Sons of Union Veterans of the Civil War

Westport Camp #64

Kansas City, Missouri

Home

Battle of Westport

History of SUVCW

Westport #64 Events

2017 Local Events

Recent Encampments

Attention to Orders

In the Ranks

Recent Awards

Recent Ceremonies

Special Projects

Boy Scout Recognition

In Memoriam

Union Links

The Gettysburg Address

Civil War Dates

Battle of Westport

October 21-23, 1864

The Battle of Westport, sometimes referred to as the "Gettysburg of Missouri," was fought on October 23, 1864, in present-day Kansas City, Missouri, during the American Civil War. U.S. Army forces under Major General Samuel R. Curtis decisively defeated an outnumbered Confederate Army force under Major General Sterling Price. The conflict was the turning point of Price's Missouri Expedition and helped force his army to retreat.

Westport (which is now within the boundaries of present-day Kansas City) was already a historic city by the time Union and Confederate forces clashed there in 1864. Pioneers traveling along the Oregon, California and Santa Fe Trails had all passed through this town on their way West via Wakarusa watershed ridgelines.

In September of 1864, Sterling Price led his Army of Missouri into Missouri. Major General William S. Rosecrans, commanding the Federal Department of the Missouri, began assembling troops to repel the invasion. Rosecrans's cavalry, under Major General Alfred Pleasonton, was in pursuit of Price with a large detachment of infantry from the Army of the Tennessee under Andrew J. Smith. Finding St. Louis too heavily fortified, Price moved further west to threaten Jefferson City. After light skirmishing, Price again decided his target was too heavily fortified and moved west once again towards Fort Leavenworth.

Major General Samuel R. Curtis, commander of the Federal Department of Kansas, now faced the threat of Price's army moving into his department. Curtis assembled the troops of his department into the Army of the Border. James G. Blunt was recalled from Indian campaigns to lead the 1st Division composed mostly of volunteers regiments and some Kansas militia. George Dietzler, overall commander of the state militia organized the rest of the militia regiments into a second division.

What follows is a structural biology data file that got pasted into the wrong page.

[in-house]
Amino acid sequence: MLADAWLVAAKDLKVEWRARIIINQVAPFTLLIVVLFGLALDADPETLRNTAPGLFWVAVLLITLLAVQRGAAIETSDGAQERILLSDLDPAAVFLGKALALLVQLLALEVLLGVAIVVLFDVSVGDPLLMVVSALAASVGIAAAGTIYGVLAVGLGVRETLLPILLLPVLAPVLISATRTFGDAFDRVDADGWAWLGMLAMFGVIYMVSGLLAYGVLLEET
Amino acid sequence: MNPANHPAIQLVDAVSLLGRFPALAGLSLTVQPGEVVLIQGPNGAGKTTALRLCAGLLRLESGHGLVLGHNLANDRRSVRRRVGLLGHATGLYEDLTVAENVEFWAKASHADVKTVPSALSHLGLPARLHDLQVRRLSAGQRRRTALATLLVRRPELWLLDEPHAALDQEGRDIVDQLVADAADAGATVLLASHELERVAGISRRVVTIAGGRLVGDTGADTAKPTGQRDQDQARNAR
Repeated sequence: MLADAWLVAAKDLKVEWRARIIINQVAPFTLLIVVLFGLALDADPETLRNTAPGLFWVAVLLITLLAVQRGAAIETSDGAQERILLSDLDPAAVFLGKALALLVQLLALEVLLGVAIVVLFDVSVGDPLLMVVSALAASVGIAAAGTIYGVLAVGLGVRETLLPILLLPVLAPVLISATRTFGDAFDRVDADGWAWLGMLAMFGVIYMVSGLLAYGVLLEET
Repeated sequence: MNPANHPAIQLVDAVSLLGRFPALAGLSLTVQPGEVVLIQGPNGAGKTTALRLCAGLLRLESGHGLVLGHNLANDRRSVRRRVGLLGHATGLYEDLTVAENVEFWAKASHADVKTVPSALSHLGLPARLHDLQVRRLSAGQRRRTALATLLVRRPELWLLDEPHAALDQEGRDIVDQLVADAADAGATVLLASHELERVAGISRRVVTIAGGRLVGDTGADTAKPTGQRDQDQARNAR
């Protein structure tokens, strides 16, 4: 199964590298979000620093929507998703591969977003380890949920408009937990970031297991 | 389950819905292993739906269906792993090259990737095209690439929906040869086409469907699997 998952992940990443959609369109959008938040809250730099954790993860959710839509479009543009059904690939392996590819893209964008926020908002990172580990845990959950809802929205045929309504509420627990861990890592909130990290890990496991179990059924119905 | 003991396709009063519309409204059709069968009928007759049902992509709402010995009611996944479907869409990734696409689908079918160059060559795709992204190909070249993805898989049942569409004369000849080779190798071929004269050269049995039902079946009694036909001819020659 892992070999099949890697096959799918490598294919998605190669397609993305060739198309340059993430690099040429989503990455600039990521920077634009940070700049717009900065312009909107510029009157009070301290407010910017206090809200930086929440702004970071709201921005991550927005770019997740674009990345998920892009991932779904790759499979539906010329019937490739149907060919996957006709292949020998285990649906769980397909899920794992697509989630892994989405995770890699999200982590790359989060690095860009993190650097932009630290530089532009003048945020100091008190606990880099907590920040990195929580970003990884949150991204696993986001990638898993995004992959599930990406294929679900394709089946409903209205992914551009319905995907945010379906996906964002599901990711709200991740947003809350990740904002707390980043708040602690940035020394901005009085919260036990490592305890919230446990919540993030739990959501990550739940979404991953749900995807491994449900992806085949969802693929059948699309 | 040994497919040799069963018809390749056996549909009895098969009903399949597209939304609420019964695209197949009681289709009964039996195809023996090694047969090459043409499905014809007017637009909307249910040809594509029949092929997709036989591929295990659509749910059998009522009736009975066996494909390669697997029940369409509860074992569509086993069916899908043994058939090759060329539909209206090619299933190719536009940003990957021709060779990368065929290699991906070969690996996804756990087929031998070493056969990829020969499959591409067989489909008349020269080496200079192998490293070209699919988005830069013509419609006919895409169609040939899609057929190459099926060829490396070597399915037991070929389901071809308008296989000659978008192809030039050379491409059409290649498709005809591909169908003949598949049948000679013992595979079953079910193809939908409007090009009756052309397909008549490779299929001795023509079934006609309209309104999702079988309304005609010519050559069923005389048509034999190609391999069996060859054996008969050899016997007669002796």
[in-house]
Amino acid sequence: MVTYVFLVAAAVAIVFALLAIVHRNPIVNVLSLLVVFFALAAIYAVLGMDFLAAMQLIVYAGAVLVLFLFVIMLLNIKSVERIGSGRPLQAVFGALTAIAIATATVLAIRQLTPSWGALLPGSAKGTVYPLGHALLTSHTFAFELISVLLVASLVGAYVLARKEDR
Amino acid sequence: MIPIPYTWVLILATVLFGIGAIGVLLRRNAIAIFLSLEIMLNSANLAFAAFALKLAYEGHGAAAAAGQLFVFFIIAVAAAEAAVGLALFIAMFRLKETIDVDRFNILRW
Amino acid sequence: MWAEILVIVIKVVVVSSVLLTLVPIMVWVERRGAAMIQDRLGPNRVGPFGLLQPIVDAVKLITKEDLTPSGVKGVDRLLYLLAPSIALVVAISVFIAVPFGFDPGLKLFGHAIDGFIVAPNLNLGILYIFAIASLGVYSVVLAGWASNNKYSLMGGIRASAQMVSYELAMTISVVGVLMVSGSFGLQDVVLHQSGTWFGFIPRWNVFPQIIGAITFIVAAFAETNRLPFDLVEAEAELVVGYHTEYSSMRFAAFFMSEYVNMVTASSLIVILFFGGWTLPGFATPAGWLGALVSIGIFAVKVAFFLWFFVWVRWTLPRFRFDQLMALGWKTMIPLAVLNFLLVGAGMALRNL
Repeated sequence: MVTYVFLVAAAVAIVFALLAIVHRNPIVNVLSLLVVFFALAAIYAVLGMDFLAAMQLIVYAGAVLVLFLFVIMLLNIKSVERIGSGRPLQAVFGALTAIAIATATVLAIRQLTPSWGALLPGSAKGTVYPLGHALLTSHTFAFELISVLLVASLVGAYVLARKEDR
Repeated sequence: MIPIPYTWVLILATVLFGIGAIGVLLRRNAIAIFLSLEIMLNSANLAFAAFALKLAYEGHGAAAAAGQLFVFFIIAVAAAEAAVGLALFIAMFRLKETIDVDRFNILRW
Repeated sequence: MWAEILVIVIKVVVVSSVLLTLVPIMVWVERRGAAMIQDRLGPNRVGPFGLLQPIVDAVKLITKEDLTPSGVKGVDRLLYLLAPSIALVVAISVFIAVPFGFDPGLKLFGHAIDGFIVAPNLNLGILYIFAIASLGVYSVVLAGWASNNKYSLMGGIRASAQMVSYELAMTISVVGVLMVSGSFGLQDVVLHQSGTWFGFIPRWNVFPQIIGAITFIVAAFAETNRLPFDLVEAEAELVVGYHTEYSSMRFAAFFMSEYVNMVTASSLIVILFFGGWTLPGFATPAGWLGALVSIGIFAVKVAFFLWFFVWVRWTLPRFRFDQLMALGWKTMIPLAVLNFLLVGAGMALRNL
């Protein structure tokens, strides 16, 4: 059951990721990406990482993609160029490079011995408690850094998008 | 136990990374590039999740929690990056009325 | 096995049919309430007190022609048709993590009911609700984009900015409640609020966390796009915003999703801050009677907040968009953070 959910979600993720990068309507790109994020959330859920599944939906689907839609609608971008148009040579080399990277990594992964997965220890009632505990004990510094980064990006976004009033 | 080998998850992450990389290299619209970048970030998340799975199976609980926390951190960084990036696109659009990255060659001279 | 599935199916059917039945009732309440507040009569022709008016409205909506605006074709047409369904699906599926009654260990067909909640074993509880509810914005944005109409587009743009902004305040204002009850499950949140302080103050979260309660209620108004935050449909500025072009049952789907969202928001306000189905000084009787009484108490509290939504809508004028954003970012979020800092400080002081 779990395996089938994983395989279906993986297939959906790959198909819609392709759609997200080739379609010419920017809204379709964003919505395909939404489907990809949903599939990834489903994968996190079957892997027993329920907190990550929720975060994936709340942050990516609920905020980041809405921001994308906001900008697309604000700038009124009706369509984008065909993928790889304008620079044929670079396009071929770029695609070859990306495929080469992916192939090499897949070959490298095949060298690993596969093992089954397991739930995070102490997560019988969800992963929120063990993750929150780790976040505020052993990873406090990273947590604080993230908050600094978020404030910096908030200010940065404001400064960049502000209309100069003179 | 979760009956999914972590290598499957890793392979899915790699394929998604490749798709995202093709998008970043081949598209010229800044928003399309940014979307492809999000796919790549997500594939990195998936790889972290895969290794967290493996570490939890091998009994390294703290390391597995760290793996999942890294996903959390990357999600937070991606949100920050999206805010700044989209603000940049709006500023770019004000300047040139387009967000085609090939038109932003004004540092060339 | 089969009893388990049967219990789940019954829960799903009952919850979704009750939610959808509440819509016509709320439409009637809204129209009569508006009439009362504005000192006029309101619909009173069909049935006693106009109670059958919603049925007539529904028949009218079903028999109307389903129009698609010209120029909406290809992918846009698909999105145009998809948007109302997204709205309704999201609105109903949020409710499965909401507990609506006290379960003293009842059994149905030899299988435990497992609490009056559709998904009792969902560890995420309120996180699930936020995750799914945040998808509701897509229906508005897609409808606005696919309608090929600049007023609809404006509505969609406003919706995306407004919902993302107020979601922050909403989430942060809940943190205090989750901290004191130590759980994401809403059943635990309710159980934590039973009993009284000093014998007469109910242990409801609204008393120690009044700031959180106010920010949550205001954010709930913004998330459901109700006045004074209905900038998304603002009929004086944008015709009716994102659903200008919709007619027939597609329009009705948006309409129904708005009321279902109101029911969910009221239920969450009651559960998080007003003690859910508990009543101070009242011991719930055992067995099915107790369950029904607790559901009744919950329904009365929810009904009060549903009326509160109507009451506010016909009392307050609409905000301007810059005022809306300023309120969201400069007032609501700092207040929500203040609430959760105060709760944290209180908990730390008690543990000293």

Curtis placed Blunt's division in a defensive position along Brush Creek with Dietzler's militia on the right flank. Price hoped to defeat Curtis's main force before Pleasonton joined him. He planned to strike Blunt's division with Shelby and Fagan while Marmaduke was to guard Byram's Ford across the Blue River to prevent Pleasonton from joining Curtis. At dawn on October 23, Price attacked and drove back the Union forces. Curtis counter-attacked and drove the Confederates back across Brush Creek. For four hours the fighting see-sawed back and forth across Brush Creek. Finally a brigade under Col. Thomas Moonlight found its way through a small ravine and hit Price's exposed left flank. The Confederates fell back to a new defensive line, with Curtis now taking the offensive. At this time Pleasonton arrived and routed Marmaduke's force at Byram's Ford. Another Union cavalry force had been sent south to attack Price's rear guard. The Union army was converging on three sides and Price was forced to retreat.

The Battle of Westport was one of the largest battles west of the Mississippi River, with over 30,000 troops involved and roughly 1,500 casualties on each side. The Union victory put an end to Price's threat to Missouri. The greatly contested border state of Missouri was now firmly in Union control. Price continued to fight mostly rear guard actions on his retreat to Arkansas, where his expedition officially ended November 1, 1864. This was the last campaign in the Trans-Mississippi Theater and the last major Confederate threat to any northern state.

A memorial walking tour of battle sites exists throughout Kansas City. The main memorial for the battle is located at the main battlefield in the Sunset Hill neighborhood just south of the Country Club Plaza, comprising present-day Loose Park and a portion of what is now the lower campus of The Pembroke Hill School.